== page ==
"It was getting dark from the smoke," said Chief's Aide Bryant, "and we were advancing lines up the hillsides to try to keep the fire from coming down to the roadway. It was steep and got pretty muddy because of all the water we were pumping, and that made the hill hard to climb.

"At about this time I got the portable Department radio wet and it went dead. The fire was high in the trees, and houses away from us were fully involved. I saw a few trees just explode; it gets your attention when they go, and you know its not a dream – this is for real. I didn't hear them make a noise when they went, I just saw them blow up and I watched in amazement," said Chief's Aide Bryant.

The conflagration swept across Alvarado Rd. from the northeast to the southwest, and it was decided by the chief officers to take a stand here and attack the firefront. This strategy was developed to keep the fire from swinging across, then running down the southwest side of the hill along Alvarado Rd. from Siler Pl. to the Claremont Hotel and on to the city of Berkeley.

Battalion Chief Cercos had been assigned to relieve Battalion Chief Tabacco at 8 p.m. "There was enough fire for everyone," Battalion Chief Cercos said, and Battalion Chief Tabacco remained on the fire line until midnight.

As companies fought the conflagration uphill, the five-inch lead was extended by Hayward Engine 2 from Pleasanton Engine 61.

Lieutenant Lee of Engine 7 – operating on foot – said, "We took a lead from the fire back down to the supply provided the Pleasanton engine," and then began to move on the firefront. This lead of three-inch hose, according to Capt. Richard Brown of Castro Valley Engine 5, was in excess of 1,000 feet. The length of this combined five- and-three-inch hoselay then was in excess of 3,500 feet at 30-to-45 percent grade.

On the orders of Hayward Battalion Chief O' Sullivan, Berkeley Lt. Richard J. Schmidt and a lieutenant from the Lawrence Berkeley Laboratory fire department began to move the Berkeley relief engine up Alvarado Rd. "The streets were congested with electric wires, fire equipment, firemen and telephone poles; we knew that we would have to run out if we couldn't stop it," Lt. Schmidt wrote.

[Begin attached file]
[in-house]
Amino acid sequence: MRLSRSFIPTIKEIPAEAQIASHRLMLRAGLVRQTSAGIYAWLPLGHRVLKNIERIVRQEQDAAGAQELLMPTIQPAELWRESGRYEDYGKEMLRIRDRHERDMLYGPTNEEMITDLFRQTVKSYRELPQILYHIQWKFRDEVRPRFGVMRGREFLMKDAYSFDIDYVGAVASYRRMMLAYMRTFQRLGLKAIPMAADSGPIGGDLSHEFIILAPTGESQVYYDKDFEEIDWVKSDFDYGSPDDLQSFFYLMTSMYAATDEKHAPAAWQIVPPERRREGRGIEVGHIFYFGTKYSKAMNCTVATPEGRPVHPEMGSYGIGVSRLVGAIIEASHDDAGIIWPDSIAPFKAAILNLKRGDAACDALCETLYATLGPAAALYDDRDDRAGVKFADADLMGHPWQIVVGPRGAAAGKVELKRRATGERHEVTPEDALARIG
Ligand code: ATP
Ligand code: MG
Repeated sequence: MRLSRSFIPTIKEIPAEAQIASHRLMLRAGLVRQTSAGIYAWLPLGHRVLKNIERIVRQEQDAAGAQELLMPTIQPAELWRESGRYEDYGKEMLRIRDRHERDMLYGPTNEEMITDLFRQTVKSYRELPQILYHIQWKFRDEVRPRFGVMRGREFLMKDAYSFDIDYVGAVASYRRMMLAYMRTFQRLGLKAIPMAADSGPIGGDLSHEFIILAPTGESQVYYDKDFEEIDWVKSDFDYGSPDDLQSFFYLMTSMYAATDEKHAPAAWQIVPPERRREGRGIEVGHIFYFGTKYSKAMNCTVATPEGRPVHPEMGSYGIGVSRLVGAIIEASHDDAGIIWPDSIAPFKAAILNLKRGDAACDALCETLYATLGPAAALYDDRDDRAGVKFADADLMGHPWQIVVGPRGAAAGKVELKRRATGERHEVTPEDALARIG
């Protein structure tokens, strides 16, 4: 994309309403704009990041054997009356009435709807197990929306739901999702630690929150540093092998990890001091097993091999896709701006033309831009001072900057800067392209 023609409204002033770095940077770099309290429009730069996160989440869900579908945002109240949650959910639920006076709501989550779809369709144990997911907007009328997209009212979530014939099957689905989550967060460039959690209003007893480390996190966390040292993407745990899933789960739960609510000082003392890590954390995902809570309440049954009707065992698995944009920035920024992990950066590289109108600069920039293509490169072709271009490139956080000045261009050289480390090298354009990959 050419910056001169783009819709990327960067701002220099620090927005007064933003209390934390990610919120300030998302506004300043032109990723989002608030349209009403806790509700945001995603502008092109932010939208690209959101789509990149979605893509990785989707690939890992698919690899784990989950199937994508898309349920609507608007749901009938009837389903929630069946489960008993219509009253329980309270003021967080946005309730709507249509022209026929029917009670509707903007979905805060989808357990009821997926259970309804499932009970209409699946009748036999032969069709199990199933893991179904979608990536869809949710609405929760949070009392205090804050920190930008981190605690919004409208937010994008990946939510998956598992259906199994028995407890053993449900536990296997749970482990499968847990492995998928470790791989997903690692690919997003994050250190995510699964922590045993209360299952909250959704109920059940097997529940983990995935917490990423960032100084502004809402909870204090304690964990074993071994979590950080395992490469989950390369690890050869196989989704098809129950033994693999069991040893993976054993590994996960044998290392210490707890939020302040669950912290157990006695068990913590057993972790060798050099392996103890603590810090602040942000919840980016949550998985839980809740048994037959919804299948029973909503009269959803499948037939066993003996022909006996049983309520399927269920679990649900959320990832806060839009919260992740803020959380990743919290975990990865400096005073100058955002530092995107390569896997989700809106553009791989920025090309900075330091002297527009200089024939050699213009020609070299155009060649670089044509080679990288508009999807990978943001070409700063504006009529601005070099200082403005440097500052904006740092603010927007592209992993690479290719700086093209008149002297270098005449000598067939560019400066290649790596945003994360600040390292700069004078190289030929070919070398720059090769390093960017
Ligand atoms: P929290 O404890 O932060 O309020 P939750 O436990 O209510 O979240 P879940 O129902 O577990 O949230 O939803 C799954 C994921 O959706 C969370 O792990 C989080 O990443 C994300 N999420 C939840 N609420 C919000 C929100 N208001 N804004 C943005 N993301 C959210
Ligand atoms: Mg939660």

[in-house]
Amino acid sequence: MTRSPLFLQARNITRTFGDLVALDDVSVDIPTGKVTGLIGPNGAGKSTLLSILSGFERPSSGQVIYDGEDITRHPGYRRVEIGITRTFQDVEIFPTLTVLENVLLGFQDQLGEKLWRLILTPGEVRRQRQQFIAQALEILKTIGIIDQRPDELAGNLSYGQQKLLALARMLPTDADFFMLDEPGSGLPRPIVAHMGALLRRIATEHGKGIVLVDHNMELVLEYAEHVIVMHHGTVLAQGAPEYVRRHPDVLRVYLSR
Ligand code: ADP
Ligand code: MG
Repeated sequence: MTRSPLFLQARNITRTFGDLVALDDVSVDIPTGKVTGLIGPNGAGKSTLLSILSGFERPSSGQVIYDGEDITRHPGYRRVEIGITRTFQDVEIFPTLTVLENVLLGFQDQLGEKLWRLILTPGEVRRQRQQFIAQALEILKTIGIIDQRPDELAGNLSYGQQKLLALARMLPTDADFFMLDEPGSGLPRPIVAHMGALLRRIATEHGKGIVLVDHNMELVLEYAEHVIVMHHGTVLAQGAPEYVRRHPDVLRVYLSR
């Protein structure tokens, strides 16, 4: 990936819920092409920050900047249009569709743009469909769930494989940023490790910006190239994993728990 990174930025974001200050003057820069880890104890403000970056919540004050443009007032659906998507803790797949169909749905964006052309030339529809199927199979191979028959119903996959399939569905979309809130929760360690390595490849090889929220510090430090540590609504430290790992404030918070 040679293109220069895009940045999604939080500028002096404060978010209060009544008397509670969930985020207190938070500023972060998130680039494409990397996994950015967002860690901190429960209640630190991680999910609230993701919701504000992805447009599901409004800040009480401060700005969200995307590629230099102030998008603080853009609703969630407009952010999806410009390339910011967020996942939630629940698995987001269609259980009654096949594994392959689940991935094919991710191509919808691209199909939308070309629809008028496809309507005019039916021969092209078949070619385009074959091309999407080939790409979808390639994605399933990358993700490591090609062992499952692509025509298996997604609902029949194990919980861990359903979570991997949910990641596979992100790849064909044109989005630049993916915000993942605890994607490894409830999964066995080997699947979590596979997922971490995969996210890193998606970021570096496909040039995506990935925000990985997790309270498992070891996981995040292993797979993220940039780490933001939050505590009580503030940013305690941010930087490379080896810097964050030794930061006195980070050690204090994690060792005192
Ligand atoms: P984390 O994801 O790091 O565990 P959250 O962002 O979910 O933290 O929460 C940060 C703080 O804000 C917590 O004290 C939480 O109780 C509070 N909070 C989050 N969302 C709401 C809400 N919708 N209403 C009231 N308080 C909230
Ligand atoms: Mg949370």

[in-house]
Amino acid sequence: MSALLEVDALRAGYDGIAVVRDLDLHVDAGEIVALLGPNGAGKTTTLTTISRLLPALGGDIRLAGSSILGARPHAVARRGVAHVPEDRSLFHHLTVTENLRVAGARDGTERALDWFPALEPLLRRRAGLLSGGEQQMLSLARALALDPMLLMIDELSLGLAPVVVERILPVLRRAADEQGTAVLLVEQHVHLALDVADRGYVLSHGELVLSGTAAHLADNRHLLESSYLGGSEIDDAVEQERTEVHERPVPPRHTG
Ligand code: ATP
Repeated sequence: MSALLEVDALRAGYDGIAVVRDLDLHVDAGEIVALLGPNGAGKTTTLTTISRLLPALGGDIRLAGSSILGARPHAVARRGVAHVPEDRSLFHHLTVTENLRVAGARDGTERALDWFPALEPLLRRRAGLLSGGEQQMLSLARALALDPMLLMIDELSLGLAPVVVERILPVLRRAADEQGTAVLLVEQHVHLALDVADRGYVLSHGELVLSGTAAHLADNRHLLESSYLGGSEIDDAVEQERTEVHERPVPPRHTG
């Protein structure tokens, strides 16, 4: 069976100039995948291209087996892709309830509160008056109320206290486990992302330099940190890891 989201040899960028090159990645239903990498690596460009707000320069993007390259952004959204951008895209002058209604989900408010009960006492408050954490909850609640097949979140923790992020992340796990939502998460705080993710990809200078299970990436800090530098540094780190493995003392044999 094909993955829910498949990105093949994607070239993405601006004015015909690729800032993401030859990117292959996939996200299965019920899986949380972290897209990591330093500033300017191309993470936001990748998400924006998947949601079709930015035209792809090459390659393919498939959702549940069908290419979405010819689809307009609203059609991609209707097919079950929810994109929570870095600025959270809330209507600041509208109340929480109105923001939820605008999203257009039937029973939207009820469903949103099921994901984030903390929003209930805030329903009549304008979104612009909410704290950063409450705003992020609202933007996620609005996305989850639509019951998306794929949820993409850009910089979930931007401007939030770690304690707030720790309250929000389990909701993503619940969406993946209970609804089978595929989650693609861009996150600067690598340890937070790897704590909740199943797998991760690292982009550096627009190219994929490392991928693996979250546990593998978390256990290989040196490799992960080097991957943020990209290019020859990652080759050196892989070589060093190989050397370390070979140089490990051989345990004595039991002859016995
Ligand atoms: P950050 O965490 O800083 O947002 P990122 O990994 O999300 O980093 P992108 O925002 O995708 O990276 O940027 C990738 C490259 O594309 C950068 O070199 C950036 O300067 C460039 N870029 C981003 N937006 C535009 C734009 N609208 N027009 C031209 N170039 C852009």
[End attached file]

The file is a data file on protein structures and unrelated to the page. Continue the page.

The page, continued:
The Berkeley relief apparatus was staged at 845 Alvarado Rd. where a portable hydrant from the Hayward apparatus was dropped.

The relay engines in order were: Fremont Engine 1053 at the hydrant at the foot of Eucalyptus Path, Union City Engine 1, Pleasanton Engine 61, Hayward Engine 2 and Berkeley Relief Engine 14.

"They did a great job – very professional – they knew their stuff," Battalion Chief Cercos said of the Berkeley firefighters. "They brought a five-inch supply line and we used their apparatus as a manifold, and they saved two homes on Amito while we advanced on the firefront."

At 9:18 p.m., Battalion Chief Tabacco reported by Department radio that the conflagration jumped Alvarado Rd. near the intersection of a narrow lane identified only as "20-foot Dr." on maps of the area.

Rising and erratic fire-driven winds in excess of 65 mph preheated structures and foliage, and temperatures approached 2,000 degrees F. Large homes and large trees exploded in flame, and they would then generate firebrands which were picked up by the fierce, hot winds – which in turn ignited other structures and trees – and soon they too would explode.

In some places aluminum engine blocks and parts of burning automobiles melted and ran into the gutter. Battalion Chief Cercos said, "The trees would simply explode. I'd never seen anything like that before." Some officers reported seeing fire devils and devilkins in the area.

Pleasanton Capt. Molkenburhr saw an automobile explode from radiant heat while working in the Alvarado Rd. area.

Battalion Chief Cercos ordered 30 firefighters, in full protective clothing, brought up from the San Francisco command post to the firefront to relieve firefighters and citizen-volunteers who had been on the lines for almost eight hours.